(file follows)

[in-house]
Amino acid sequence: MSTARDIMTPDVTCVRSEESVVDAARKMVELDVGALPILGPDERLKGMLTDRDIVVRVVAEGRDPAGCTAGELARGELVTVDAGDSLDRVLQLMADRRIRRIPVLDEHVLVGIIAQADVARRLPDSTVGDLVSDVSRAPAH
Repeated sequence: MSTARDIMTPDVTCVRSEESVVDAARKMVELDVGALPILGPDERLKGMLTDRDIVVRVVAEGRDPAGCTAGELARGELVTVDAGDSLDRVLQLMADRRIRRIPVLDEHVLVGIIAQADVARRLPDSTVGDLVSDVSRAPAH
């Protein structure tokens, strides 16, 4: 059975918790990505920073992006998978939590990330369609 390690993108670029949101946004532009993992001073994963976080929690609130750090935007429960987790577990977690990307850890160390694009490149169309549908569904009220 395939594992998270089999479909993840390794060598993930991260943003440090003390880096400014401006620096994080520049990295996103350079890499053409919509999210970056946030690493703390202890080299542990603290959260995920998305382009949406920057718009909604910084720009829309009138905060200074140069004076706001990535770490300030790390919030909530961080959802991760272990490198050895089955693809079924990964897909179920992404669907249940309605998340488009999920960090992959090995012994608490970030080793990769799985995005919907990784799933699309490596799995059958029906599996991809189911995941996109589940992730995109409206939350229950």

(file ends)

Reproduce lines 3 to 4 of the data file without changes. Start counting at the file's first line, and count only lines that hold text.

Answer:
Repeated sequence: MSTARDIMTPDVTCVRSEESVVDAARKMVELDVGALPILGPDERLKGMLTDRDIVVRVVAEGRDPAGCTAGELARGELVTVDAGDSLDRVLQLMADRRIRRIPVLDEHVLVGIIAQADVARRLPDSTVGDLVSDVSRAPAH
């Protein structure tokens, strides 16, 4: 059975918790990505920073992006998978939590990330369609 390690993108670029949101946004532009993992001073994963976080929690609130750090935007429960987790577990977690990307850890160390694009490149169309549908569904009220 395939594992998270089999479909993840390794060598993930991260943003440090003390880096400014401006620096994080520049990295996103350079890499053409919509999210970056946030690493703390202890080299542990603290959260995920998305382009949406920057718009909604910084720009829309009138905060200074140069004076706001990535770490300030790390919030909530961080959802991760272990490198050895089955693809079924990964897909179920992404669907249940309605998340488009999920960090992959090995012994608490970030080793990769799985995005919907990784799933699309490596799995059958029906599996991809189911995941996109589940992730995109409206939350229950």